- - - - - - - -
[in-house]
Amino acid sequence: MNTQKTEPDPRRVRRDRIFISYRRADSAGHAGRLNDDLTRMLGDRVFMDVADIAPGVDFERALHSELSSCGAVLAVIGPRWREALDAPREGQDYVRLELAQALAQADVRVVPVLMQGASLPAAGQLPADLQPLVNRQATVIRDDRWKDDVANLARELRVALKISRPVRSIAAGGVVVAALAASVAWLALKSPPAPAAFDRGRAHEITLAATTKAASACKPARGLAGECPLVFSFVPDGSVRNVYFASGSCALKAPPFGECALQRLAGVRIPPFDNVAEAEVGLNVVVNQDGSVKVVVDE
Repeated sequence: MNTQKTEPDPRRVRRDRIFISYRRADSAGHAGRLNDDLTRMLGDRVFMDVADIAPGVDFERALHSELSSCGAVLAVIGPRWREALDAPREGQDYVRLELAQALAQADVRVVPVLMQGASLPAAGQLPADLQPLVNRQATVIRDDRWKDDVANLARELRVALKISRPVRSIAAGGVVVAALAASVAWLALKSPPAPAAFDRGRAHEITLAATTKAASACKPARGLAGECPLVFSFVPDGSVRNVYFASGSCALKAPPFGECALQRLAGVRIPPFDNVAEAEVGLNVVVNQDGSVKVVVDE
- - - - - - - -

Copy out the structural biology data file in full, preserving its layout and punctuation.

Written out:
[in-house]
Amino acid sequence: MNTQKTEPDPRRVRRDRIFISYRRADSAGHAGRLNDDLTRMLGDRVFMDVADIAPGVDFERALHSELSSCGAVLAVIGPRWREALDAPREGQDYVRLELAQALAQADVRVVPVLMQGASLPAAGQLPADLQPLVNRQATVIRDDRWKDDVANLARELRVALKISRPVRSIAAGGVVVAALAASVAWLALKSPPAPAAFDRGRAHEITLAATTKAASACKPARGLAGECPLVFSFVPDGSVRNVYFASGSCALKAPPFGECALQRLAGVRIPPFDNVAEAEVGLNVVVNQDGSVKVVVDE
Repeated sequence: MNTQKTEPDPRRVRRDRIFISYRRADSAGHAGRLNDDLTRMLGDRVFMDVADIAPGVDFERALHSELSSCGAVLAVIGPRWREALDAPREGQDYVRLELAQALAQADVRVVPVLMQGASLPAAGQLPADLQPLVNRQATVIRDDRWKDDVANLARELRVALKISRPVRSIAAGGVVVAALAASVAWLALKSPPAPAAFDRGRAHEITLAATTKAASACKPARGLAGECPLVFSFVPDGSVRNVYFASGSCALKAPPFGECALQRLAGVRIPPFDNVAEAEVGLNVVVNQDGSVKVVVDE